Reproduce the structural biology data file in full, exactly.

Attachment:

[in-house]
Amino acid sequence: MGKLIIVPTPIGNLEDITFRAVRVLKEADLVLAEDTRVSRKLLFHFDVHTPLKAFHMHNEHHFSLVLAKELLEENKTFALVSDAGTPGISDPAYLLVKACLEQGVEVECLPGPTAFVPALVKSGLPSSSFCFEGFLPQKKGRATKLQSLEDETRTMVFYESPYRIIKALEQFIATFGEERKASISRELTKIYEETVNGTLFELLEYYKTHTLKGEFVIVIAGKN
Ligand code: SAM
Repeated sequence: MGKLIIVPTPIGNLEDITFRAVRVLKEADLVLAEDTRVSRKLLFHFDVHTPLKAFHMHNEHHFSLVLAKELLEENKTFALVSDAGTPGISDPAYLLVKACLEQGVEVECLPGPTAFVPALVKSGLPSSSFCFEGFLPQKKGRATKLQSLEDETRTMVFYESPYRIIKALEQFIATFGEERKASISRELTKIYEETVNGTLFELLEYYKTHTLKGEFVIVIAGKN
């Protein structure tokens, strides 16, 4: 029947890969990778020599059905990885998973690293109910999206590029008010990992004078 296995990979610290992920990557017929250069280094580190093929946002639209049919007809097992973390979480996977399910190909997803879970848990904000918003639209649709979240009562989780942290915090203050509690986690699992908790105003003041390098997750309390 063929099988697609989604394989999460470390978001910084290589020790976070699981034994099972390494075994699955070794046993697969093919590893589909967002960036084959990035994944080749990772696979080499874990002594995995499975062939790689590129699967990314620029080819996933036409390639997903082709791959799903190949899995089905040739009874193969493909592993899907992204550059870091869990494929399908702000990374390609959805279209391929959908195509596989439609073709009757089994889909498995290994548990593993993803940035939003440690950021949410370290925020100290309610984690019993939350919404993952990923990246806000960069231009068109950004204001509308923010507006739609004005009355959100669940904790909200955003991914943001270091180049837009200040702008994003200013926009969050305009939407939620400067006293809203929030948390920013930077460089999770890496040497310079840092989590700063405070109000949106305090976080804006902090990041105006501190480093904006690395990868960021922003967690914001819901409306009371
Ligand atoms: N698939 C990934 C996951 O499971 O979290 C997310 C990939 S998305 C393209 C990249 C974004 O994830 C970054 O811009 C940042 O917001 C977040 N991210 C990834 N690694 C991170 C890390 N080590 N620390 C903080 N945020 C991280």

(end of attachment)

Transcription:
[in-house]
Amino acid sequence: MGKLIIVPTPIGNLEDITFRAVRVLKEADLVLAEDTRVSRKLLFHFDVHTPLKAFHMHNEHHFSLVLAKELLEENKTFALVSDAGTPGISDPAYLLVKACLEQGVEVECLPGPTAFVPALVKSGLPSSSFCFEGFLPQKKGRATKLQSLEDETRTMVFYESPYRIIKALEQFIATFGEERKASISRELTKIYEETVNGTLFELLEYYKTHTLKGEFVIVIAGKN
Ligand code: SAM
Repeated sequence: MGKLIIVPTPIGNLEDITFRAVRVLKEADLVLAEDTRVSRKLLFHFDVHTPLKAFHMHNEHHFSLVLAKELLEENKTFALVSDAGTPGISDPAYLLVKACLEQGVEVECLPGPTAFVPALVKSGLPSSSFCFEGFLPQKKGRATKLQSLEDETRTMVFYESPYRIIKALEQFIATFGEERKASISRELTKIYEETVNGTLFELLEYYKTHTLKGEFVIVIAGKN
């Protein structure tokens, strides 16, 4: 029947890969990778020599059905990885998973690293109910999206590029008010990992004078 296995990979610290992920990557017929250069280094580190093929946002639209049919007809097992973390979480996977399910190909997803879970848990904000918003639209649709979240009562989780942290915090203050509690986690699992908790105003003041390098997750309390 063929099988697609989604394989999460470390978001910084290589020790976070699981034994099972390494075994699955070794046993697969093919590893589909967002960036084959990035994944080749990772696979080499874990002594995995499975062939790689590129699967990314620029080819996933036409390639997903082709791959799903190949899995089905040739009874193969493909592993899907992204550059870091869990494929399908702000990374390609959805279209391929959908195509596989439609073709009757089994889909498995290994548990593993993803940035939003440690950021949410370290925020100290309610984690019993939350919404993952990923990246806000960069231009068109950004204001509308923010507006739609004005009355959100669940904790909200955003991914943001270091180049837009200040702008994003200013926009969050305009939407939620400067006293809203929030948390920013930077460089999770890496040497310079840092989590700063405070109000949106305090976080804006902090990041105006501190480093904006690395990868960021922003967690914001819901409306009371
Ligand atoms: N698939 C990934 C996951 O499971 O979290 C997310 C990939 S998305 C393209 C990249 C974004 O994830 C970054 O811009 C940042 O917001 C977040 N991210 C990834 N690694 C991170 C890390 N080590 N620390 C903080 N945020 C991280």